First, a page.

Trial attorney strives to keep it simple, and human, as she takes on complex and challenging cases
Creativity, variety, continued growth and facing down fears are some of the drivers that have carved Valerie Rose’s successful path as a trial lawyer. They may not be typical traits one conjures up in the plaintiffs’ law profession, but Rose believes those very elements helped her establish not only a sense of belonging, but a sense of empowerment as a trial attorney.
“I think being a plaintiffs’ lawyer is one of those professions where you always have something new to learn, and you can always get better and mine deeper into yourself to translate that into different aspects of your practice,” said Rose, a shareholder with Walkup, Melodia, Kelly and Schoenberger. “When I was a law student, if you told me I was this far out in my practice and I still got challenged by things I didn’t know or I felt scared about or were new, that would have been intimidating to me. But the thing that I’ve learned is that part of the power is being comfortable in the discomfort. It’s having that feeling when you’re at trial or in a deposition where you don’t know exactly how it’s going to go, but you’ve grown comfortable enough in your own skills to be OK with that, and you’re able to be creative in that space and take risks in it.
“I just feel so grateful when I’m in a position that I have that feeling,” she continued. “And I know that part of having that feeling is knowing that you’re always still going to feel those other things, like scared and challenged and that there’s a risk. That’s part of the fun of it – and the challenge of it.”
At the Walkup firm as a young lawyer, Rose had the opportunity to work on an important landmark case: the DePuy hip implant litigation. It was her first big project when Walkup senior shareholder Mike Kelly was named the plaintiffs’ liaison counsel. Rose helped work up the liability case for thousands of victims of defective hip implants, and the firm directly represented hundreds of those people. Working alongside attorneys with other firms, Rose said she spent a couple of years helping dig into the millions of pages of evidence that were “dumped on us by the defense.”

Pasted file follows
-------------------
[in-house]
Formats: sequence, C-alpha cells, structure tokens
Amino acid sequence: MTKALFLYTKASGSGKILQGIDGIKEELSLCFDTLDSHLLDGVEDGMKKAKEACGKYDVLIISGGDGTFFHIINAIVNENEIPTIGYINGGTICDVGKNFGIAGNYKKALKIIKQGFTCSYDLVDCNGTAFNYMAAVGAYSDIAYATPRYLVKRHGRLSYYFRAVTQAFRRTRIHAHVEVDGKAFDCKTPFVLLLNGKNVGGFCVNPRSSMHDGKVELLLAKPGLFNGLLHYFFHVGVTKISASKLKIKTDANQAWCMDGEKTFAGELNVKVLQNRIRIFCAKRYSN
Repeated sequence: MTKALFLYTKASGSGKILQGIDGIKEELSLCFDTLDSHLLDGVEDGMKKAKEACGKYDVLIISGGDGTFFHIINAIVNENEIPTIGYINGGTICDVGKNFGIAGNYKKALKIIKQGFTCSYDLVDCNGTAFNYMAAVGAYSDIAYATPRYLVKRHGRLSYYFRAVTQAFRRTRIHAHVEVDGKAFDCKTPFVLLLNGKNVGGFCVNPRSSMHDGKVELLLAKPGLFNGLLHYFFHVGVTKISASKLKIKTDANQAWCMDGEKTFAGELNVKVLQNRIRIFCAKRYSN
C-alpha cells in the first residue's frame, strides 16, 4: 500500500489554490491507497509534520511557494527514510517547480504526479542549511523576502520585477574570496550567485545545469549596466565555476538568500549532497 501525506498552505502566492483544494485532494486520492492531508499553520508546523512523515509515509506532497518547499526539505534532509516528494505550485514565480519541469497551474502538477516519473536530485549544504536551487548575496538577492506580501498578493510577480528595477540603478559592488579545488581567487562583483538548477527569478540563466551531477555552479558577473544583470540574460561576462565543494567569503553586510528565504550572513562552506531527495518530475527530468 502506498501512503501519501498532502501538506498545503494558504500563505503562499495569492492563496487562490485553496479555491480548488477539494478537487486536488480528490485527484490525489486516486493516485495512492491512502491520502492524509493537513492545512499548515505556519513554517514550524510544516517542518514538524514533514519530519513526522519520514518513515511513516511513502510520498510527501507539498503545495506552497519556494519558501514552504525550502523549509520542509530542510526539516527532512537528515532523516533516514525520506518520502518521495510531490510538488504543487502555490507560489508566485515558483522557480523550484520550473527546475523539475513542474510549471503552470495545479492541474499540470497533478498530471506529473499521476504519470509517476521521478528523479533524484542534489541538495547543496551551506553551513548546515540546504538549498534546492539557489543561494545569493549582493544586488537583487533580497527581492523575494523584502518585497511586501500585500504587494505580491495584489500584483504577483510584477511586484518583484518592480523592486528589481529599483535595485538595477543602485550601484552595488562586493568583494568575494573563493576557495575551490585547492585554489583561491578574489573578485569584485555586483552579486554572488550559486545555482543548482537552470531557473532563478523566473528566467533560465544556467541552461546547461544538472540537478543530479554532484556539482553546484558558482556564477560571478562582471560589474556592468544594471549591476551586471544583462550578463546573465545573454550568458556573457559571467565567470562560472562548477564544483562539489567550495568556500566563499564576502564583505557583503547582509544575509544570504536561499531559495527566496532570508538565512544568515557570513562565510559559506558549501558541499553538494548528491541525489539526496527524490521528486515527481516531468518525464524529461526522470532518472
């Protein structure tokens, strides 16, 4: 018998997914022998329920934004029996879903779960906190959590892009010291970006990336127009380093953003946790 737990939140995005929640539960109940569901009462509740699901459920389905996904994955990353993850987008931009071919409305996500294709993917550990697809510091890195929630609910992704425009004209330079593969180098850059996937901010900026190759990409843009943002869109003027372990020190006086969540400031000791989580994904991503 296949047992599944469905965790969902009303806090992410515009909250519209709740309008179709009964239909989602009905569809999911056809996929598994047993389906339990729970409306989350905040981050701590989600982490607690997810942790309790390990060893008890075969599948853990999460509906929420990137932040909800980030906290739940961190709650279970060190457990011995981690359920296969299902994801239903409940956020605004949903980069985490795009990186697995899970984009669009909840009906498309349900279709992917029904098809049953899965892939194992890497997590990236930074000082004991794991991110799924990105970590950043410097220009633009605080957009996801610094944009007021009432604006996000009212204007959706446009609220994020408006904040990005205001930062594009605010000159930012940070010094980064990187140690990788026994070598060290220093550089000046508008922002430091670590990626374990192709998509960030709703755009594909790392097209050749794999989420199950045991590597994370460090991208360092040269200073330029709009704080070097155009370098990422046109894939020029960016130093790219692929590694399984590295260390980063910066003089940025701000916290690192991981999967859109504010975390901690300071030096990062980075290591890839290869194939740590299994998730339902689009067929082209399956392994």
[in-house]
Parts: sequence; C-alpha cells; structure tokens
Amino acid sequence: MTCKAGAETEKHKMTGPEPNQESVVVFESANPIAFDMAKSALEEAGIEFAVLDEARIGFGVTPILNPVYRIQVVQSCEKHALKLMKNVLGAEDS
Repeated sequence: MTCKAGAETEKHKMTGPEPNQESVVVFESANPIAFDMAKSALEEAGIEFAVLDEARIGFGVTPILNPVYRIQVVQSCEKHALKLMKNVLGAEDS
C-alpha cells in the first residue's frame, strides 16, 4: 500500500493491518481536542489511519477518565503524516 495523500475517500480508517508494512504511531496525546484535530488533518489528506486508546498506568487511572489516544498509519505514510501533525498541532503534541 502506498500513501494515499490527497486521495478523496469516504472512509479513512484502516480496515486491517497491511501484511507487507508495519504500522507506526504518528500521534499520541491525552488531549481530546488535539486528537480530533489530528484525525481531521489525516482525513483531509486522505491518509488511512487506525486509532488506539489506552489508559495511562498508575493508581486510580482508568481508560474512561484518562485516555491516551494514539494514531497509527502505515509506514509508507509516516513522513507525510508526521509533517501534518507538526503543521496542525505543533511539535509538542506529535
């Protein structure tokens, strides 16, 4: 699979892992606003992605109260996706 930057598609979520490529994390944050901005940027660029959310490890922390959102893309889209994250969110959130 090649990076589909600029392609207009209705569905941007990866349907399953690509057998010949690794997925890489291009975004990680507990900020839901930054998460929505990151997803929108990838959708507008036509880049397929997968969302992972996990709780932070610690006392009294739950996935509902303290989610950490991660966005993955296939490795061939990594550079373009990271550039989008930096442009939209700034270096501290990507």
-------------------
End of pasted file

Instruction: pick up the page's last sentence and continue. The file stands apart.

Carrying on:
She also was there for the first bellwether case that went to trial prior to the settlement. Rose spent six weeks in trial helping feed documents and assisting behind the scenes. The entire Walkup trial team was nominated for the Consumer Attorney of the Year award for what was the first successful product-defect verdict against DePuy’s metal-on-metal hip implant.
“That was such an honor because that was the first huge project I did when I was at Walkup,” she recalled. “And to be able to kind of get immersed in that and learn from such titans of the plaintiffs’ bar was an invaluable experience – and I think an uncommon one for such a new lawyer.
“I think that really shaped my thoughts about how to be a trial lawyer,” Rose continued, “how to develop yourself and be yourself and approach cases from a thorough, complex perspective.”
A record of large verdicts and settlements
These days, Rose is among those so-called titans, having recorded several seven- and eight-figure verdicts and settlements for clients who have been injured or killed as a result of defective products, vehicular negligence, dangerous property and medical malpractice.
Rose’s success in her approach at trial can be attributed to a process of simplification, she said. It’s about telling a story.